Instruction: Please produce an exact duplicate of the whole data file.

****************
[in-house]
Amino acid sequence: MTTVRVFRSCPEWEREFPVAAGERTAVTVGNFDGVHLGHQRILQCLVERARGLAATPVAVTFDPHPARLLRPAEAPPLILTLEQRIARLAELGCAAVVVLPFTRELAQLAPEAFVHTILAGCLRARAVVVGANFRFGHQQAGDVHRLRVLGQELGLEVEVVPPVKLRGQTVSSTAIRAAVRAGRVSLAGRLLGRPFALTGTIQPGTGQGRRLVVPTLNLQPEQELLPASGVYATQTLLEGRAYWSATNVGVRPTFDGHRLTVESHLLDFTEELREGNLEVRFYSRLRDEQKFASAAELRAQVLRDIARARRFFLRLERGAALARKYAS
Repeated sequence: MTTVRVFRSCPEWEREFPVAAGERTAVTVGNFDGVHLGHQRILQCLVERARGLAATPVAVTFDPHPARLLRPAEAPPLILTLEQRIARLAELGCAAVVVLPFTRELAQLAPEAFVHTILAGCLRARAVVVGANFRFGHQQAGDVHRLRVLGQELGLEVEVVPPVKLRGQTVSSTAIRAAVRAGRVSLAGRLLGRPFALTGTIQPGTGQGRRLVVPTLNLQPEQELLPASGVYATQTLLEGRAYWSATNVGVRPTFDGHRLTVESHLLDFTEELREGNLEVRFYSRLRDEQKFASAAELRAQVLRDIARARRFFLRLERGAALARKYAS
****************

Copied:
[in-house]
Amino acid sequence: MTTVRVFRSCPEWEREFPVAAGERTAVTVGNFDGVHLGHQRILQCLVERARGLAATPVAVTFDPHPARLLRPAEAPPLILTLEQRIARLAELGCAAVVVLPFTRELAQLAPEAFVHTILAGCLRARAVVVGANFRFGHQQAGDVHRLRVLGQELGLEVEVVPPVKLRGQTVSSTAIRAAVRAGRVSLAGRLLGRPFALTGTIQPGTGQGRRLVVPTLNLQPEQELLPASGVYATQTLLEGRAYWSATNVGVRPTFDGHRLTVESHLLDFTEELREGNLEVRFYSRLRDEQKFASAAELRAQVLRDIARARRFFLRLERGAALARKYAS
Repeated sequence: MTTVRVFRSCPEWEREFPVAAGERTAVTVGNFDGVHLGHQRILQCLVERARGLAATPVAVTFDPHPARLLRPAEAPPLILTLEQRIARLAELGCAAVVVLPFTRELAQLAPEAFVHTILAGCLRARAVVVGANFRFGHQQAGDVHRLRVLGQELGLEVEVVPPVKLRGQTVSSTAIRAAVRAGRVSLAGRLLGRPFALTGTIQPGTGQGRRLVVPTLNLQPEQELLPASGVYATQTLLEGRAYWSATNVGVRPTFDGHRLTVESHLLDFTEELREGNLEVRFYSRLRDEQKFASAAELRAQVLRDIARARRFFLRLERGAALARKYAS